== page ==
Under a ranked democracy index, both Canada and Switzerland are are among the top ranked countries.

Of course the country I live in isn't ranked as high, even though if you ask a Tea Party member, they'll argue the point until they're blue in the face.

http://en.wikipedia.org/wiki/Democracy_Index#Democracy_index_by_country

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Granted, the US created some of the conditions that lead to ISIS's success in Iraq and Syria. That being said, now that ISIS is there, and is committing horrible atrocities, what do you figure the US should do? Let genocide happen? They have gotten France and several Arab countries on board. I don't see what the issue is with bombing the likes of ISIS.

Either way, if the US intervenes, they get blamed for being war hungry/police of the world etc... etc... and if they decide not to intervene they are accused of turning a blind eye/standing by while hundreds of thousands are murdered.

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Granted, the US created some of the conditions that lead to ISIS's success in Iraq and Syria. That being said, now that ISIS is there, and is committing horrible atrocities, what do you figure the US should do? Let genocide happen? They have gotten France and several Arab countries on board. I don't see what the issue is with bombing the likes of ISIS.

Either way, if the US intervenes, they get blamed for being war hungry/police of the world etc... etc... and if they decide not to intervene they are accused of turning a blind eye/standing by while hundreds of thousands are murdered.

Several Arab Nations are on board, make the Arab nations take care of it themselves. It's their region. Outside of those people, virtually no one in MENA believes the US is out to help anyone. I don't speak on behalf of US foreign policy, moreover, I speak out of concern for American citizens whose government are far more a threat via blowback (aka 9/11's) than any perceived threat of terrorism that didn't already derive as a result of US foreign policy the last handful of decades.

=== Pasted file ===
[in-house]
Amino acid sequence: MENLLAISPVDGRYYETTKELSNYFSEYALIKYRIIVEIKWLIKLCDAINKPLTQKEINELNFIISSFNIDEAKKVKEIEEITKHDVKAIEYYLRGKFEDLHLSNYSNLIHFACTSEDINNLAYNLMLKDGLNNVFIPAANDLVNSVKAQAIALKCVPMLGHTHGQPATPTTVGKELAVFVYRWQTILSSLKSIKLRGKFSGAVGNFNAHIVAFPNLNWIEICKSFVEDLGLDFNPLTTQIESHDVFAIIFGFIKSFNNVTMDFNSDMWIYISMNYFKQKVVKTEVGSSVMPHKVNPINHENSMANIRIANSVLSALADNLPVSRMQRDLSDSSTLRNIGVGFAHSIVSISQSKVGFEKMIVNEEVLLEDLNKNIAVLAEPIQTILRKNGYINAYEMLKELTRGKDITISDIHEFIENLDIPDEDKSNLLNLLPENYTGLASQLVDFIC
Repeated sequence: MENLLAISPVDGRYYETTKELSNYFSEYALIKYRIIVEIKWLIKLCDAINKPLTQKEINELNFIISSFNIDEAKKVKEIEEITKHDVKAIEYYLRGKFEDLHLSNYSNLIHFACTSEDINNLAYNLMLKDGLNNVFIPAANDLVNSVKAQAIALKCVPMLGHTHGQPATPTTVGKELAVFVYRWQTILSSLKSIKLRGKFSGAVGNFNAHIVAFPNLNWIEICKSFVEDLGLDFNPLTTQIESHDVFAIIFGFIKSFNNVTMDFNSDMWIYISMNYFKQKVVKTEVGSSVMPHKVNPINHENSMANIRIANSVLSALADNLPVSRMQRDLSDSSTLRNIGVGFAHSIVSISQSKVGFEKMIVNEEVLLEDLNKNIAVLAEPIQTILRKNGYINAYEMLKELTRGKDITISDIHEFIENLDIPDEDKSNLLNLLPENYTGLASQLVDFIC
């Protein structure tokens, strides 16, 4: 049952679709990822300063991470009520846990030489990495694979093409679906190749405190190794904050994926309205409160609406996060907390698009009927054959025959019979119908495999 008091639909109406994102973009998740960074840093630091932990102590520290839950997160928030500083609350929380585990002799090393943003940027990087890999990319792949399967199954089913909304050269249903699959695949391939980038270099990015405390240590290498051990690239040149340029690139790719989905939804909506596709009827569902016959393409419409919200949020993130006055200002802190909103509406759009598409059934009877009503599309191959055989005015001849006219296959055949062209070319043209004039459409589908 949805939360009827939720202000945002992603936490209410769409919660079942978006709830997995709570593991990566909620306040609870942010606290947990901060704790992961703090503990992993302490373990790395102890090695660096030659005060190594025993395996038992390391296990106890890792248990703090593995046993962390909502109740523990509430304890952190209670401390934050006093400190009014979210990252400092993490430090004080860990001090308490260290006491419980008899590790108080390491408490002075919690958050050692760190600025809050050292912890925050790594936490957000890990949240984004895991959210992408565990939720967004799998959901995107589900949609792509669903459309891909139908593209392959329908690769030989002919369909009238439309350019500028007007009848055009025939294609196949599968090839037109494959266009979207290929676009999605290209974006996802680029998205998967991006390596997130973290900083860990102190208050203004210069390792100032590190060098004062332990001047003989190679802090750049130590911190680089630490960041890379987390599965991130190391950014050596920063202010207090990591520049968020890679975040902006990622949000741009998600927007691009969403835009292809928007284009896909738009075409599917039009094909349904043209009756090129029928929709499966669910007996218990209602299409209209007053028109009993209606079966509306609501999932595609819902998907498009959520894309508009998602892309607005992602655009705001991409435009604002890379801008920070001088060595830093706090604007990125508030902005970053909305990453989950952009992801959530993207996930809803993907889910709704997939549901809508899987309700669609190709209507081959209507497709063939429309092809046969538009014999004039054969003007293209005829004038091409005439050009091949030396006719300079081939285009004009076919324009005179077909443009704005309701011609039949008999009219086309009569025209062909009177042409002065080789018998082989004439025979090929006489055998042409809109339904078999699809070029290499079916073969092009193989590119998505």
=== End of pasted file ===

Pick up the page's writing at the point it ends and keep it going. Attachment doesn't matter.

http://www.independent.org/publications/tir/article.asp?a=191

Not that U.S. officials have noticed. Members of America’s foreign-policy elite apparently see themselves as the anointed spokesmen for the “international community,” whatever that is. No matter what they do, they act as if they are implementing justice and truth, if not the American Way. Alas, many people on the receiving end of U.S. policy have a different perception.

America is an empire. As Chalmers Johnson puts it in his new book Blowback, “Perhaps the Romans did not find it strange to have her troops in Gaul, nor the British in South Africa”. But such foreign commitments were considered alien to America throughout most of its history. That tradition was abandoned during the Cold War, but only for compelling reasons. Now the Cold War is over, and, observes Johnson,

the one subject beyond discussion… is the fact that, a decade after the end of the Cold War, hundreds of thousands of American troops, supplied with the world’s most advanced weaponry, sometimes including nuclear arms, are stationed on over sixty-one base complexes in nineteen countries worldwide, using the Department of Defense’s narrowest definition of a “major installation”; if one included every kind of installation that houses representatives of the American military, the number would rise to over eight hundred.

Unfortunately, the cost of this policy is high, despite U.S. policymakers’ denials. As Johnson writes, “For any empire, including an unacknowledged one, there is a kind of balance sheet that builds up over time”.